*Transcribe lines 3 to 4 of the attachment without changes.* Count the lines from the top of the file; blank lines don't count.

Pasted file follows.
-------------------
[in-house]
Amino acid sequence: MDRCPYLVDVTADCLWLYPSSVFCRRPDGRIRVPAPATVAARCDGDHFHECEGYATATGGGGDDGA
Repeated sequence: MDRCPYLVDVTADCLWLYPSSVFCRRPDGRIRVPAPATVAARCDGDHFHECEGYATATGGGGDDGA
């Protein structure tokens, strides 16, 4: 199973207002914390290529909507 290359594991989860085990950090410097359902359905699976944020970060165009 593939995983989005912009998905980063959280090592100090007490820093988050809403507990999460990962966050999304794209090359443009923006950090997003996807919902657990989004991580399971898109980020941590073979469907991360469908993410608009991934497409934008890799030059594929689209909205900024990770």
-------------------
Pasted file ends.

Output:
Repeated sequence: MDRCPYLVDVTADCLWLYPSSVFCRRPDGRIRVPAPATVAARCDGDHFHECEGYATATGGGGDDGA
């Protein structure tokens, strides 16, 4: 199973207002914390290529909507 290359594991989860085990950090410097359902359905699976944020970060165009 593939995983989005912009998905980063959280090592100090007490820093988050809403507990999460990962966050999304794209090359443009923006950090997003996807919902657990989004991580399971898109980020941590073979469907991360469908993410608009991934497409934008890799030059594929689209909205900024990770």